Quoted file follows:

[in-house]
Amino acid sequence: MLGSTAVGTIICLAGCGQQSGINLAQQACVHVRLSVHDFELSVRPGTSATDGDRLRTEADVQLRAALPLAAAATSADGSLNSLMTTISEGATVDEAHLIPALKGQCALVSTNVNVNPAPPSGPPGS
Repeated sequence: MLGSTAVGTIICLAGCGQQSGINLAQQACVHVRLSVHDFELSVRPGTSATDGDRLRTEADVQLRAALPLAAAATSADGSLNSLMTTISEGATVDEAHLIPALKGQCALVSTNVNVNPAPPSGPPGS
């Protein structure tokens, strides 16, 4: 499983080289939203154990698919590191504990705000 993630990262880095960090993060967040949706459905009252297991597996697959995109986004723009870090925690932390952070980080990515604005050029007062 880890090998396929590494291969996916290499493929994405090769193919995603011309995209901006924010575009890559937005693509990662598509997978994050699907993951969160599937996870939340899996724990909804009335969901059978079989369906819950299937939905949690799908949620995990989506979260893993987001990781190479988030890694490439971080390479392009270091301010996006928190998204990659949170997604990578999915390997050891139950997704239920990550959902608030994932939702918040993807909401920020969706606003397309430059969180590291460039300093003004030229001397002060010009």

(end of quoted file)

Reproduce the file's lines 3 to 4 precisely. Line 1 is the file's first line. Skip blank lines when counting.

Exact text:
Repeated sequence: MLGSTAVGTIICLAGCGQQSGINLAQQACVHVRLSVHDFELSVRPGTSATDGDRLRTEADVQLRAALPLAAAATSADGSLNSLMTTISEGATVDEAHLIPALKGQCALVSTNVNVNPAPPSGPPGS
């Protein structure tokens, strides 16, 4: 499983080289939203154990698919590191504990705000 993630990262880095960090993060967040949706459905009252297991597996697959995109986004723009870090925690932390952070980080990515604005050029007062 880890090998396929590494291969996916290499493929994405090769193919995603011309995209901006924010575009890559937005693509990662598509997978994050699907993951969160599937996870939340899996724990909804009335969901059978079989369906819950299937939905949690799908949620995990989506979260893993987001990781190479988030890694490439971080390479392009270091301010996006928190998204990659949170997604990578999915390997050891139950997704239920990550959902608030994932939702918040993807909401920020969706606003397309430059969180590291460039300093003004030229001397002060010009």